Stock option disclosures of directors: Where transparency can mask secrecy
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Purpose - We investigate the stock option disclosures of directors and the five most highly remunerated officers in the directors' report of Australian companies for the years 2000 and 2002 and the choice to position these disclosures in the notes to the financial statements as opposed to the directors' report. Approach - Our study examines the compliance with mandatory disclosures for stock options for companies in the top 400 and also ascertains if there is consistent compliance across all required categories, including sensitive disclosures. Findings - Although compliance is high for most of the required stock option disclosures, 43 of the 153 firms in the sample did not disclose the amount (value) of the options issued. Another 27 of the companies disclosed a "Nil" value for the value of options issued. Most of the companies disclosed the information in the directors' report, with larger companies and companies in the finance industry more likely to disclose in the notes to the financial statements, where the information is less visible. Implications - The results indicate that companies were secretive about the most sensitive of the required disclosures, the amount (value) of the options issued. Regulators and researchers need to be cautious in conducting compliance studies as although companies appear to be transparent in their disclosures about stock options for directors, closer examination reveals secrecy about sensitive components of the required disclosures.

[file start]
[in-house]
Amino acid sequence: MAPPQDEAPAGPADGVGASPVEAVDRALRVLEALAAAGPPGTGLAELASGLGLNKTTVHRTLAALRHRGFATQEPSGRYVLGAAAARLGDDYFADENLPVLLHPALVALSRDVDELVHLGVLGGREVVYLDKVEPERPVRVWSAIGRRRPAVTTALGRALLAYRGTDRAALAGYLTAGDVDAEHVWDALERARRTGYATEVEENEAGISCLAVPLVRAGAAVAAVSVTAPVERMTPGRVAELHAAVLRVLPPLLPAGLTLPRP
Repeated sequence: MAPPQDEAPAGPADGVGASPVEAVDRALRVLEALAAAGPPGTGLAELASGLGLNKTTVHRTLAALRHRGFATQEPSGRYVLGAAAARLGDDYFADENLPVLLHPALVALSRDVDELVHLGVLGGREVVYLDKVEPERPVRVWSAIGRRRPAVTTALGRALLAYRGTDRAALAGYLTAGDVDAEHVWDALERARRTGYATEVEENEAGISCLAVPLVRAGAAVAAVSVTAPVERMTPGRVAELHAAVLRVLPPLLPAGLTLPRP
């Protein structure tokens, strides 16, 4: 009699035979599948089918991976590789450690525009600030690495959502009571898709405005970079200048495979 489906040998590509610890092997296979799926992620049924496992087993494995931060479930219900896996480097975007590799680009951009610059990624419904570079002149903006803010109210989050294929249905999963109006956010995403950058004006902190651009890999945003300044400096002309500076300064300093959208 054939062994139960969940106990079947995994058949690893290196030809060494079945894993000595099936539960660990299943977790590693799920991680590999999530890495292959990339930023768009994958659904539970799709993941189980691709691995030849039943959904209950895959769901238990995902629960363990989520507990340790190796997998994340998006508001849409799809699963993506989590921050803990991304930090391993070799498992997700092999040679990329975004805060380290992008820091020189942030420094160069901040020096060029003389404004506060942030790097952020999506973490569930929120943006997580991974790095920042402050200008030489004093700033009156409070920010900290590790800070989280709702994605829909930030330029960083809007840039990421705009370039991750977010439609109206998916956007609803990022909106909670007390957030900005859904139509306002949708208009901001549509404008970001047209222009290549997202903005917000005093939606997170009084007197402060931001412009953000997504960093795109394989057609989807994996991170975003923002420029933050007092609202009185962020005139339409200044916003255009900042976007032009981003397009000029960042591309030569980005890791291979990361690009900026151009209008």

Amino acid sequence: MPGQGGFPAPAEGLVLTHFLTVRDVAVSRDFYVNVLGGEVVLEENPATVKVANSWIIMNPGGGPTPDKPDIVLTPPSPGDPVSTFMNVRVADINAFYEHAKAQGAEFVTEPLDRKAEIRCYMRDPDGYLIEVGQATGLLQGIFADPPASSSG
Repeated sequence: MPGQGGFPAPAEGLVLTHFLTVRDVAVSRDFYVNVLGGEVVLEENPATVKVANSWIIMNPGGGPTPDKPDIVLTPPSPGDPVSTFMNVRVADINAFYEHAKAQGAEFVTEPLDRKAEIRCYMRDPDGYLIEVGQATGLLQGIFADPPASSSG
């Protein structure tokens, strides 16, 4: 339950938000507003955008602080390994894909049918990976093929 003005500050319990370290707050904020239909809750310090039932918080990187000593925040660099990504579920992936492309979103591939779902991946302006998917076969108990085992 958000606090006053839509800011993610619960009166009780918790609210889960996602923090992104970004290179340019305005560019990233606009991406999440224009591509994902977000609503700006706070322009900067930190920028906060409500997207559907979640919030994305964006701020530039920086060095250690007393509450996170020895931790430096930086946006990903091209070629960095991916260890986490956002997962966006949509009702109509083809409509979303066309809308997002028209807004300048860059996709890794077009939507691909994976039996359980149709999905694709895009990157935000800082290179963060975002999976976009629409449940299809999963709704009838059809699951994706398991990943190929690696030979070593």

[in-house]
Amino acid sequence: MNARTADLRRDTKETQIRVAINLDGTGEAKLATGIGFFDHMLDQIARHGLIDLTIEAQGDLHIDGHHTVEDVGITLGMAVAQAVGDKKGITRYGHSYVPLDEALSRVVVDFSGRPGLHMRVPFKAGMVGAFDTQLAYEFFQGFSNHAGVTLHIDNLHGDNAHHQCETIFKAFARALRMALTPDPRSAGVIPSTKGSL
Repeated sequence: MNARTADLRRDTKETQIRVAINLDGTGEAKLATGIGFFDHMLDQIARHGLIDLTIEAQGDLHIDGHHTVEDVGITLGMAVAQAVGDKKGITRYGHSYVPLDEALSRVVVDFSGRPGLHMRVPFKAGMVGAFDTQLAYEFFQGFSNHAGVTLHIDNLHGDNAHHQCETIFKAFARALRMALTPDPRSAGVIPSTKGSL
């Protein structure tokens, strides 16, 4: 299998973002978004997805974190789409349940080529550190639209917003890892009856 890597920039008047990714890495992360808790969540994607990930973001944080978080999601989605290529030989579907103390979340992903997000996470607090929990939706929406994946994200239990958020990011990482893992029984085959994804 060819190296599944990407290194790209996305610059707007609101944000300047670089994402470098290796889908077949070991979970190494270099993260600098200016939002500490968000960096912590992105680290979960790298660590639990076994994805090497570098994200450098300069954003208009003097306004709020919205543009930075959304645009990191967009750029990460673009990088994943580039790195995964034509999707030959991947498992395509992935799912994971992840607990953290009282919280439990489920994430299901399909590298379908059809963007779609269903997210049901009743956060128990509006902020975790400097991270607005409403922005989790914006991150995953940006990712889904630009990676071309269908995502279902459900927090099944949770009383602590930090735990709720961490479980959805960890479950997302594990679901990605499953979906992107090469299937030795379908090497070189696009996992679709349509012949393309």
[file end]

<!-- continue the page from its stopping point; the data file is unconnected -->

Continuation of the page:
Asian Review of Accounting
© 2008 Emerald. This is the author-manuscript version of this paper. Reproduced in accordance with the copyright policy of the publisher. Please refer to the journal's website for access to the definitive, published version.
Auditing and Accountability